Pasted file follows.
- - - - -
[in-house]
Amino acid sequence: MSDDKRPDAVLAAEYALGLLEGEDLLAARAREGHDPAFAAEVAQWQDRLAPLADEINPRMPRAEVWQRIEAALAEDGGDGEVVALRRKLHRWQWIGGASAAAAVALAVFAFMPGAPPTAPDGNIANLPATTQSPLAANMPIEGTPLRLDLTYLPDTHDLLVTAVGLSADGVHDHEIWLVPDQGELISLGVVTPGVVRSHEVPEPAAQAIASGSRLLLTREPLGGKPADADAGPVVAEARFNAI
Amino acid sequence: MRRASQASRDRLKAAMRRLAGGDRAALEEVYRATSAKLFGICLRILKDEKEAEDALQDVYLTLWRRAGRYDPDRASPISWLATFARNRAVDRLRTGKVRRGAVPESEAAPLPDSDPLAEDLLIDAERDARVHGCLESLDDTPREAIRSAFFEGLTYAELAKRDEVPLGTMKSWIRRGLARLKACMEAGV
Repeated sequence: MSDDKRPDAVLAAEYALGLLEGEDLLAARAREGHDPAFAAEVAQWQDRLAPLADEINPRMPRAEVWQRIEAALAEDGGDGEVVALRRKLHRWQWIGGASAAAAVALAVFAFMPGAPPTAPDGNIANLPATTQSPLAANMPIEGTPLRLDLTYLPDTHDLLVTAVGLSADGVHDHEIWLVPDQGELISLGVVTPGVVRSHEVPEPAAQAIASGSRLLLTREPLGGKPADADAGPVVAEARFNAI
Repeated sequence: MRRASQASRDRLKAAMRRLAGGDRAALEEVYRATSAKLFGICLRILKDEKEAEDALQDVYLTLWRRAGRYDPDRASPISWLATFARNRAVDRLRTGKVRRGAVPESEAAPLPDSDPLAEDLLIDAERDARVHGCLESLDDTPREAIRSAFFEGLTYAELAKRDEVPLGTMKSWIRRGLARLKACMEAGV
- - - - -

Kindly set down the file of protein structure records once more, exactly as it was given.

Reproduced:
[in-house]
Amino acid sequence: MSDDKRPDAVLAAEYALGLLEGEDLLAARAREGHDPAFAAEVAQWQDRLAPLADEINPRMPRAEVWQRIEAALAEDGGDGEVVALRRKLHRWQWIGGASAAAAVALAVFAFMPGAPPTAPDGNIANLPATTQSPLAANMPIEGTPLRLDLTYLPDTHDLLVTAVGLSADGVHDHEIWLVPDQGELISLGVVTPGVVRSHEVPEPAAQAIASGSRLLLTREPLGGKPADADAGPVVAEARFNAI
Amino acid sequence: MRRASQASRDRLKAAMRRLAGGDRAALEEVYRATSAKLFGICLRILKDEKEAEDALQDVYLTLWRRAGRYDPDRASPISWLATFARNRAVDRLRTGKVRRGAVPESEAAPLPDSDPLAEDLLIDAERDARVHGCLESLDDTPREAIRSAFFEGLTYAELAKRDEVPLGTMKSWIRRGLARLKACMEAGV
Repeated sequence: MSDDKRPDAVLAAEYALGLLEGEDLLAARAREGHDPAFAAEVAQWQDRLAPLADEINPRMPRAEVWQRIEAALAEDGGDGEVVALRRKLHRWQWIGGASAAAAVALAVFAFMPGAPPTAPDGNIANLPATTQSPLAANMPIEGTPLRLDLTYLPDTHDLLVTAVGLSADGVHDHEIWLVPDQGELISLGVVTPGVVRSHEVPEPAAQAIASGSRLLLTREPLGGKPADADAGPVVAEARFNAI
Repeated sequence: MRRASQASRDRLKAAMRRLAGGDRAALEEVYRATSAKLFGICLRILKDEKEAEDALQDVYLTLWRRAGRYDPDRASPISWLATFARNRAVDRLRTGKVRRGAVPESEAAPLPDSDPLAEDLLIDAERDARVHGCLESLDDTPREAIRSAFFEGLTYAELAKRDEVPLGTMKSWIRRGLARLKACMEAGV